Sunday, June 24, 2012

Debby spawns Katrina flashbacks: "Hurricanes of humanity"

Tropical storm Debby meanders, daily paper's death slams recovery in New Orleans 
by Mike Marcellino

As Tropical Storm Debby slashes the Florida Gulf Coast, unsure of just which direction to go, east or west back toward New Orleans, it brings back memories of Hurricane Katrina.

The latest forecast, as of 5:21 pm, EDT, Sunday, has Debby "meandering" in the northeast Gulf of Mexico for the next 3-4 days.  

But hold on as the forecast keeps changing.  Two hours earlier the National Hurricane center had the tropical storm with winds up to 60 knots headed for the coast of Louisiana.  

Hurricane Katrina was the most destructive natural disaster in United States history.  From conception over the Bahamas on August 23 to August, 29 2005, the killer storm caused $96 billion in damage, wrecked 300,000 homes and took the lives of 1,883 people, including 1,464 in Louisiana.

Hurricane Katrina Damage Facts from Fox News

Tropical storm Debby Threatens Louisiana coast
Sun Jun 24, 2012 2:25pm EDT

The low pressure area System 96L is pictured in the Gulf of Mexico in this June 22, 2012 handout satellite image. REUTERS/NASA/Handout
1 of 1Full Size

By Chris Baltimore

HOUSTON (Reuters) - Strong winds and heavy rain from Tropical Storm Debby reached the U.S. Gulf Coast on Sunday as the storm meandered on an uncertain track toward the Louisiana coast with 60 mph winds, the U.S. National Hurricane Service said.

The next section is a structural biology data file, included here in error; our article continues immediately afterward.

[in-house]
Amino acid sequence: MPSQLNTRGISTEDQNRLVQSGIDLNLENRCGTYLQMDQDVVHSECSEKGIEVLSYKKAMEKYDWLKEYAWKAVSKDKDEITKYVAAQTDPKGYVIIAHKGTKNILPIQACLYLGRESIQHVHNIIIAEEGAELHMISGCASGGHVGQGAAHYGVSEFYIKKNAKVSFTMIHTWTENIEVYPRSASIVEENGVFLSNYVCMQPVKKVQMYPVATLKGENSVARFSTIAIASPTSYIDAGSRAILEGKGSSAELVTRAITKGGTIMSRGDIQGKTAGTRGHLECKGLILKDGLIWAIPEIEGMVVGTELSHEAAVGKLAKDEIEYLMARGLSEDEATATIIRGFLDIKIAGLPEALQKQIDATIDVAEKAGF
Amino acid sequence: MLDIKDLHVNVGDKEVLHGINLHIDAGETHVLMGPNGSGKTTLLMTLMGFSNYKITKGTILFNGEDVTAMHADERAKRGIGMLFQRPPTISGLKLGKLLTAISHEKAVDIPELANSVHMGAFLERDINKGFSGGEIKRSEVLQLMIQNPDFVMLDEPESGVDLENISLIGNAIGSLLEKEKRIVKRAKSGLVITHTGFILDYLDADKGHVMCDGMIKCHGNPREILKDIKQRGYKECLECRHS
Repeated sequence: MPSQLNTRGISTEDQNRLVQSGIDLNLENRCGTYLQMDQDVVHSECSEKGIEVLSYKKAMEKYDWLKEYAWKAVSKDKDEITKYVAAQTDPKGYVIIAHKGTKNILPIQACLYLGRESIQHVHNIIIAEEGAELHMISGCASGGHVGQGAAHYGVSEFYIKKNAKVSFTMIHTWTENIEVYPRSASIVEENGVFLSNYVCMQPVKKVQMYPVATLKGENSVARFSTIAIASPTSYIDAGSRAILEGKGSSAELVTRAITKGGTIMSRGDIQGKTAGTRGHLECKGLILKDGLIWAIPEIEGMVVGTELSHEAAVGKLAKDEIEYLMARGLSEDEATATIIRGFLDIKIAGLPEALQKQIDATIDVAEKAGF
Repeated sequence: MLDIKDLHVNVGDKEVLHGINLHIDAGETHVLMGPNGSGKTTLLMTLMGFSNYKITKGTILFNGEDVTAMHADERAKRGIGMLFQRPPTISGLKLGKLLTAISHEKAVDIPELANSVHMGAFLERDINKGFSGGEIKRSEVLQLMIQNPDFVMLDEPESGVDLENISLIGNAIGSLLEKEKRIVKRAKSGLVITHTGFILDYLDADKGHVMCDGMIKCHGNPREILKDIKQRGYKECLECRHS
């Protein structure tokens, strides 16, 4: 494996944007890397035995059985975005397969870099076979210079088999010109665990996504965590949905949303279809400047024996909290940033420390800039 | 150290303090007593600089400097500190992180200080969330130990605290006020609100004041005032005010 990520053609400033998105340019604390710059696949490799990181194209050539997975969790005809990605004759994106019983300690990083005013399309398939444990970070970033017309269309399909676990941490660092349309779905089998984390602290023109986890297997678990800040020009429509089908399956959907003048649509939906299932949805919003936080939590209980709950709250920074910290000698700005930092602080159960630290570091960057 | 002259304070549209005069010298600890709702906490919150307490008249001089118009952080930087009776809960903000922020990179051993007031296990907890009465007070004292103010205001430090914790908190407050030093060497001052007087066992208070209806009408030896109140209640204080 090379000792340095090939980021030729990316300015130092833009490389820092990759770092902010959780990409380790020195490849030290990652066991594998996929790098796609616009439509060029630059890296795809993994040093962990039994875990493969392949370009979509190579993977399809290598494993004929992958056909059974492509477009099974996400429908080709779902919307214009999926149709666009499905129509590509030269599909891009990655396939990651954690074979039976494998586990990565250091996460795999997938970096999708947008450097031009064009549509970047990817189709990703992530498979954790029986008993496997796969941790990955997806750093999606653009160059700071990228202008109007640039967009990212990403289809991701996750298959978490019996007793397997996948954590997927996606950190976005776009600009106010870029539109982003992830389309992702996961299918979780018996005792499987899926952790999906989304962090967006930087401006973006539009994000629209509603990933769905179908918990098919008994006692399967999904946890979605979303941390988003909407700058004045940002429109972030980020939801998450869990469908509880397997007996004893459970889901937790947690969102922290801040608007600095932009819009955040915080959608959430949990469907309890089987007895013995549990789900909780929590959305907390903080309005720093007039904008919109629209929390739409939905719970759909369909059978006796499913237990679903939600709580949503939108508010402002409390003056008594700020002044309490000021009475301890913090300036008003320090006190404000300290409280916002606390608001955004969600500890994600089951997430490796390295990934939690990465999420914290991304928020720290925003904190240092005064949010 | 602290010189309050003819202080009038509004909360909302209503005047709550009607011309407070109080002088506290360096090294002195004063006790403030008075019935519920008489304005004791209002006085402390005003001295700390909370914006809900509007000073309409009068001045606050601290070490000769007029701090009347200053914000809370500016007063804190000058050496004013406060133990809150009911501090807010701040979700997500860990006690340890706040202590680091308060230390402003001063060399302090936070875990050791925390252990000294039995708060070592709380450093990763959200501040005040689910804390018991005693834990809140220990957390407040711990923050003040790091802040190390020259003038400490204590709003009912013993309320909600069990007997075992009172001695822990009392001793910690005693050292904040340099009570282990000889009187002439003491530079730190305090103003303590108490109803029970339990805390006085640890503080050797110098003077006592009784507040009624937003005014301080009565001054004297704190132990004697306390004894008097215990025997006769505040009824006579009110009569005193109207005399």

Debby, the first named storm of 2012 to enter the Gulf of Mexico, was centered about 200 miles east-southeast of the mouth of the Mississippi River and was moving slowly northeast at around 5 mph at 1 p.m. CDT (1800 GMT). The storm was expected to strengthen into a hurricane by Tuesday night, the Miami-based center said.

The NHC predicted that Debby will turn west and come ashore on the eastern Louisiana coast early Thursday as a weak Category 1 hurricane. Louisiana Gov. Bobby Jindal declared a state of emergency ahead of the storm, citing possible inland flooding in some coastal parishes.

By Mike Marcellino

Hurricanes of humanity.
Weathermen called the wind Katrina.
Her blow, overwhelming waves covered New Orleans,
leaving in her wake a city never the same.
She left them Cajuns reeling -
mumbling 'bout their old homes,
dying for MEMA cottages
out of reach, south of highway 90.
“Sold ‘em to contractors.  We’re
building casinos for the poor
working families without homes.”

Hurricanes of humanity.
Brass of Army sergeants homeless in uniform
swept from the streets, no need for assessment.
Giv’em an offer they can’t afford -
habitat for five hundred dollars a month
plus flood insurance.
Churches turned some gold to straw,
parish people say.
Wonderin ‘bout their government
before, during an after the nation’s greatest disaster
when a category 5 hit the Gulf Coast
on that August day 2005.

Hurricanes of humanity.
Homes not jails, food not bombs.
Five hundred city kitchens cross country,
twenty two to thirty two percent
of our kids going to school homeless,
Arizona to Detroit.

Hurricanes of humanity.
Subjects of FEMA, New Orleans to Brooklyn.